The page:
In recent weeks, Buddhist monks of two opposing orders in South Korea took to the street to fight for the control of a national monastery.

The local Buddhist community has experienced several cyclical changes in the monks' adherence to monastery rules and propagation methods.

In tackling religious woes, the state has often intervened in consultations with the Sangha Supreme Council to set new guidelines based on prevailing social norms and opinions.

Following the initiative of King Mongkut, taken when he was a monk during the reign of King Rama III, King Chulalongkorn issued a law recognising the Dhammayutika sect as a distinct order from the mainstream Mahanikaya sect.

The new sect, observing an identical set of Buddhist canon as the Mahanikaya, except for the dress code and a few minor rules and remaining in the minority, was intended as a balancing force to uphold the disciplinary standards for local monks.

Despite mechanisms to enforce the vinaya pitaka, monks, especially senior administrative personnel, continue to exercise a wide latitude of discretionary judgement on propagation.

Through a hierarchical but separate chain-of-command, chief monks would closely supervise their subordinates while abbots of different temples are independent of the others.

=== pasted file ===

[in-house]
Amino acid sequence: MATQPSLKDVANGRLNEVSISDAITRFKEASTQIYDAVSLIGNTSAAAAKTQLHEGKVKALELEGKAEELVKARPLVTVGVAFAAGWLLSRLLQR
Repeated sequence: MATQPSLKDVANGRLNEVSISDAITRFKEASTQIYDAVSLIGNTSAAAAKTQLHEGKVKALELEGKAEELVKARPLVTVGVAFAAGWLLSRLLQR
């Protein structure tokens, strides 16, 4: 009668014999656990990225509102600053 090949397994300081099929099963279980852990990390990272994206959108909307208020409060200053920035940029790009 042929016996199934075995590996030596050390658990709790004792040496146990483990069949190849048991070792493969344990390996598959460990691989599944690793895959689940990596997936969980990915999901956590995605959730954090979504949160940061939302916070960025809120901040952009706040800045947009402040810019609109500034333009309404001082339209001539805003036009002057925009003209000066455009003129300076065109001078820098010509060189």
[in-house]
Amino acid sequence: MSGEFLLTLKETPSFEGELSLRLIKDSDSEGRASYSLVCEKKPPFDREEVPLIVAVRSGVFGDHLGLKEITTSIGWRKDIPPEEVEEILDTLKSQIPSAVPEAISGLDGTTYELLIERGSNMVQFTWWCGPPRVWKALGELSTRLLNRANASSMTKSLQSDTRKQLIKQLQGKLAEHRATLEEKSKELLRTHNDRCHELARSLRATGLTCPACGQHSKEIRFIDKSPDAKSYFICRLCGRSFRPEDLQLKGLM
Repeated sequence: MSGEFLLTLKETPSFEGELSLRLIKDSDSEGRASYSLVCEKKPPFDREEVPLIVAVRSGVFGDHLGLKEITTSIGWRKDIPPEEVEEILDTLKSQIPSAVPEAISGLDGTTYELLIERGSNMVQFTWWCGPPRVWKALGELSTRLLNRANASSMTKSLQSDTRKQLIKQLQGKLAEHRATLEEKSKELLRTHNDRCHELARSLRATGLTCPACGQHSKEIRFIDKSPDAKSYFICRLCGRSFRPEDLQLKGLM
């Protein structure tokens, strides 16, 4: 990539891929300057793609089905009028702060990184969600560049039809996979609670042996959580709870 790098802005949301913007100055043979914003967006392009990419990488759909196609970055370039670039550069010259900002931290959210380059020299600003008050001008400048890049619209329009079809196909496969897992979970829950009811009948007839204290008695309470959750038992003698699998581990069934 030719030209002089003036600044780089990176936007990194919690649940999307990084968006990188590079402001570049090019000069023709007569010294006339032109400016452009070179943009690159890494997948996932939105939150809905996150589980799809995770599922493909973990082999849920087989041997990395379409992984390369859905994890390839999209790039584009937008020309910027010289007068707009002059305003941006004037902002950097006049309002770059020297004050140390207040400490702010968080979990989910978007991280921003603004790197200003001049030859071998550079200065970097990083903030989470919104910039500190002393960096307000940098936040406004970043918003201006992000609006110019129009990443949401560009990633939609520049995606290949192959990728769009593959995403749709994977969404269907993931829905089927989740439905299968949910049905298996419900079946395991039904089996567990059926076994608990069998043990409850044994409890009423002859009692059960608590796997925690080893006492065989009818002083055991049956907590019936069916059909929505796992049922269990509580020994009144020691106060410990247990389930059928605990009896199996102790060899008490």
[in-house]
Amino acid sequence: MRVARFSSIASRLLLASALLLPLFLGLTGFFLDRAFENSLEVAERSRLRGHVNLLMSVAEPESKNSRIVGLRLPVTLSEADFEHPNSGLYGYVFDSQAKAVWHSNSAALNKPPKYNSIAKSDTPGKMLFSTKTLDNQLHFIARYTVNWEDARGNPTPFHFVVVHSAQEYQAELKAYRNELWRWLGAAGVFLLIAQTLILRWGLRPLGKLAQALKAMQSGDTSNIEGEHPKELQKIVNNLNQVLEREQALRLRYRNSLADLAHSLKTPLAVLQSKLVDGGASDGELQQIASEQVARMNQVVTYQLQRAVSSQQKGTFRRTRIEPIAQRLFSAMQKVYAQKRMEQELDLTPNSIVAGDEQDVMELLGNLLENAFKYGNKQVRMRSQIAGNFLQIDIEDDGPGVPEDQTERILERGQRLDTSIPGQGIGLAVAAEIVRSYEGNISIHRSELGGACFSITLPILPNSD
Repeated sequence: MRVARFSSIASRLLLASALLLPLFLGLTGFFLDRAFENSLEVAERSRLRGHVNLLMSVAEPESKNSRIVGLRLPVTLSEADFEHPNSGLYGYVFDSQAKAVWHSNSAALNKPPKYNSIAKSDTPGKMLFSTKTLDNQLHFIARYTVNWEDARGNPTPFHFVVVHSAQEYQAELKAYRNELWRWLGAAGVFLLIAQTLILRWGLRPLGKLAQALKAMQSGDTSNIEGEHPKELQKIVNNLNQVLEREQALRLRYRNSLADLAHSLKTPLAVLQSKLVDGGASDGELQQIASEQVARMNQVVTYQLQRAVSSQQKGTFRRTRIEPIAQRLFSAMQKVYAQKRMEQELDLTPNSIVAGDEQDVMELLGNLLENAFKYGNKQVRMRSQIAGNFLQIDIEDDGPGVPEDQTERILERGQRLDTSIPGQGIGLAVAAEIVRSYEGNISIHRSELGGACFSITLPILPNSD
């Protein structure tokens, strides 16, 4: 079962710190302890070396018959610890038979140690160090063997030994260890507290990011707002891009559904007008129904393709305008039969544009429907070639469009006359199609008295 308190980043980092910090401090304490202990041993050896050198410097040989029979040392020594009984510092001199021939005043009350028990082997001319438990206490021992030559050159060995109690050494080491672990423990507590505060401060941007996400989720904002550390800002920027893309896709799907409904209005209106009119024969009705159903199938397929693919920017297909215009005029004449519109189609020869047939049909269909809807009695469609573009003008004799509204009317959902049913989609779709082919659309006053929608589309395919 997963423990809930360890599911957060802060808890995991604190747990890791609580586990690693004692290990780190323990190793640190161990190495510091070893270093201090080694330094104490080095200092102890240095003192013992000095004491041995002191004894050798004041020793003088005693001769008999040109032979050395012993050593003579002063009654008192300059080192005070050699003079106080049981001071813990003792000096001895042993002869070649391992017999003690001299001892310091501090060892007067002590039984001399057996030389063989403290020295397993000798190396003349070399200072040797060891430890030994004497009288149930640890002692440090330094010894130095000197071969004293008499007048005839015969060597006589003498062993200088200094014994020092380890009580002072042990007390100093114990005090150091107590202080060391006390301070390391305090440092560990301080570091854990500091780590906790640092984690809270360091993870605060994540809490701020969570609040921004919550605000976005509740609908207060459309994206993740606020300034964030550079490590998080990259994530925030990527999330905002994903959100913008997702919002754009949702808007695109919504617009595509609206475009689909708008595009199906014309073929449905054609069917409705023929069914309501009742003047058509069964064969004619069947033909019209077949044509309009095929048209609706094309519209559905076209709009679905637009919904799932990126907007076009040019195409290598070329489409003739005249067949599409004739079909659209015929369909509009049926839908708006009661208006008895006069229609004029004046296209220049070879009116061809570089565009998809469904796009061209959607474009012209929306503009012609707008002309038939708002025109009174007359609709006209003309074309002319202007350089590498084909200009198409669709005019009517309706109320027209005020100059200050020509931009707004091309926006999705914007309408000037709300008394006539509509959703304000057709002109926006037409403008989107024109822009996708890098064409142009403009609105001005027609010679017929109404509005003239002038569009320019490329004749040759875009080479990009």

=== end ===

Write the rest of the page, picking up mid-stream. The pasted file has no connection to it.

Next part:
Wat Dhammakaya has introduced a pro-active method to solicit large-scale donations via what is known in the business world as a direct sales tactic, even though the Buddha encouraged only donations offered by the free will of worshippers.

The Sangha Supreme Council will have to search the vinaya pitaka if it is to rule whether the ambitious, unprecedented campaign for religious contributions was in line with Buddhist rules and social norms.

The highest governing body for monks would also have to tread a fine line on a public complaint that Wat Phra Dhammakaya allegedly relied on the tales of miracles or what the temple described as supernatural events to attract worshippers and donations.

Based on existing Buddhist rules, the encouragement in the belief of miracles and the sales of amulets were in violation of the discipline canon.

However, the council has never ruled on what constitutes ''appropriate propagation'' if the exciting tales were spread by followers rather than by monks and what should be the guidelines in so far as treating amulets as an object to remind worshippers of the Buddha or holy monks and as an object to detract worshippers from Buddhist teachings.